10:30 am–12:30 pm Directors Suite

Chair: Laura Marcus Green (South Carolina Arts Commission)

10:30 am “It’s your quilting time:” Advancing Creativity as We Age
Amy E. Skillman (Goucher College)

10:50 am Creative Aging and Sweetgrass Basket Makers in South Carolina
Minuette Floyd (University of South Carolina)

11:10 am Preserving Iu-Mien Refugee Ritual and Literacy Traditions
Jeffery L. MacDonald (Immigrant and Refugee Community Organization, retired)

11:30 am Circles in the Squares: Memory and Creativity Across Generations, Cultures, and Sectors
Laura Marcus Green (South Carolina Arts Commission)

11:50 am

open discussion time


05-09 Workshop: Writing Climate Stories: Getting Local and Going to the Page to Meet the Climate Crisis

10:30 am–12:30 pm Senate Suite

Chair: Kimi Eisele (Southwest Folklife Alliance)


Saturday, November 4

Learning Tradition, Learning Traditionally: Indigenous Teachers and Allies Examine Pathways to Systemic Educational Transformation

Saturday, November 4

8:30 am–11:30 am

Skyline II

Sponsored by:

First Peoples Fund
Folklore and Education Section
Local Learning

Folklorists support learning in many settings, from apprenticeships to K-12 classrooms and museums to community spaces. The move from episodic to systemic learning requires infrastructure, curriculum, and participants who are committed to this sustainable practice. To speak to each of these aspects, we have invited special regional speakers, including three Indigenous educators and a school district administrator on the Yakima Nation who works as an ally to support her students. The workshop includes an introduction to the new state-mandated Indigenous History curriculum in Oregon, panel discussion, and opportunities to work on new ideas together.

Lisa Rathje, Local Learning
Emmy Her Many Horses, National Folklife Network
Linda Deafenbaugh, Folk Arts-Cultural Treasures School

Special Guest Speakers Confirmed:
Nicole Butler-Hooton (OR Teacher of the Year [TOY] 2021),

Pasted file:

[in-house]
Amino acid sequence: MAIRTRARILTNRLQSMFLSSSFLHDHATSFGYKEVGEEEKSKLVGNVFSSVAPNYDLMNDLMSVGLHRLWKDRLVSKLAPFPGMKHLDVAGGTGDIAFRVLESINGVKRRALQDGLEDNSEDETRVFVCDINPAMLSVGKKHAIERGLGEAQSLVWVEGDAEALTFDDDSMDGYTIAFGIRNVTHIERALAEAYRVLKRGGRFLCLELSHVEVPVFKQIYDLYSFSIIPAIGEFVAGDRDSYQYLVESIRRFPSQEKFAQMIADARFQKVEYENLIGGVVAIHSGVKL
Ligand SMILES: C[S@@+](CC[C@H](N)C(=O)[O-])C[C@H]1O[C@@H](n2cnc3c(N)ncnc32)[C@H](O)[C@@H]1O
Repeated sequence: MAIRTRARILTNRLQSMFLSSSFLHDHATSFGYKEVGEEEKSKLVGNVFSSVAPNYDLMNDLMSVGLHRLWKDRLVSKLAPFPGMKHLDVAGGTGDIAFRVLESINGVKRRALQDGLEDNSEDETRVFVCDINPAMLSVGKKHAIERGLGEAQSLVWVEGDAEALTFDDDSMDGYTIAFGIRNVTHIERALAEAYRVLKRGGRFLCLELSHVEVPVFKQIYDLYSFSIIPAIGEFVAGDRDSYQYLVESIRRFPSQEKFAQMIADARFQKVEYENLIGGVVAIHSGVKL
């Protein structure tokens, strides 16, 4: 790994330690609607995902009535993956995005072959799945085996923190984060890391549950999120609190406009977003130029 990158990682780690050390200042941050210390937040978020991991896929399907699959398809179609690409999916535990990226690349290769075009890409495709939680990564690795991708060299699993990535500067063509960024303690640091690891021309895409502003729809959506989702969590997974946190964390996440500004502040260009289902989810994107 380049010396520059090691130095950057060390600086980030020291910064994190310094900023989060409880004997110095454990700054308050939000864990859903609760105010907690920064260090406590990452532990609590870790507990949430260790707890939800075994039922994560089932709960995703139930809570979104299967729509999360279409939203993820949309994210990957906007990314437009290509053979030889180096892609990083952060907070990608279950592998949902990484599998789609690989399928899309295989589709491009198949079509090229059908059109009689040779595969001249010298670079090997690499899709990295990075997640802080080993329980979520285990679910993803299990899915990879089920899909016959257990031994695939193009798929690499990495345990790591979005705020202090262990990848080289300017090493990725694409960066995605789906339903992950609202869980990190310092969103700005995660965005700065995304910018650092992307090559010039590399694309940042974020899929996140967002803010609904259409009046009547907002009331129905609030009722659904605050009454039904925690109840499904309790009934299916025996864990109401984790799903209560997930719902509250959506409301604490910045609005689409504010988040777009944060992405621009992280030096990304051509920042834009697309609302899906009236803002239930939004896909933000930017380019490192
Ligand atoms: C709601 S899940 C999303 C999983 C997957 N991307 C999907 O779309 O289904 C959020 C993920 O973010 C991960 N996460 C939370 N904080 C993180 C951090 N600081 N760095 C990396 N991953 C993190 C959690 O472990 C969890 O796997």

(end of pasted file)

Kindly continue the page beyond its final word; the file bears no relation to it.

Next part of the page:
Julie Schillreff, Supervisor of School and Community Programs, Mt. Adams School District
Brettagne Aleck, Mt. Adams School District teacher
Shelly Criag, Mt. Adams School District teacher

08-10 Global Arts, Language Arts, and Cultural Traditions in Indigenous Communities

10:30 am–12:30 pm

Galleria I

Chair: Amy Horowitz (GALACTIC/ Indiana University)

Forum participants:

Wesley Thomas (GALACTIC/ Indiana University, emeritus)


Folklore and Education Section Meeting

Saturday, November 4

12:00-1:00 pm Skyline II

Sponsored by:

Folklore and Education Section
Folklore and Education Section Business Meeting


Approaches to Teaching with Hip Hop

Saturday, November 04, 1:15 pm–2:15 pm Skyline II

Chair: Lisa Rathje (Local Learning)

Fernando Alfonso Orejuela (Indiana University)

Autumn Brown (Oklahoma Oral History Research Program)

Nia I’man Smith, (Indiana University)

This workshop addresses learning and teaching with Hip Hop. Through African American stories and history, participants will consider important topics of teaching hard or sensitive themes, the power of language and culturally specific vernacular, the challenges of accessibility for some classrooms due to explicit lyrics, and the skills that support critical thinking about cultural identities and one’s subject position. From the Tulsa Race Massacre to countless other stories and events that need telling yet don’t show up in many classrooms, the facilitators will create pathways to contextualized considerations that inform using Hip Hop in the classroom.

09-08 The Arts as Folklorist’s Muse: Educating a Child of Conscience

2:30 pm–4:30 pm

Forum Suite

Sponsored by: Local Learning

Chair: Suzanne (Suzy) Seriff (University of Texas at Austin)

Forum participants:

Linda Deafenbaugh (Folk Arts-Cultural Treasures School)
Amy C. Evans ()
Turry  M.  Flucker (Terra Foundation for American Art )
Suzanne (Suzy) Seriff (University of Texas at Austin)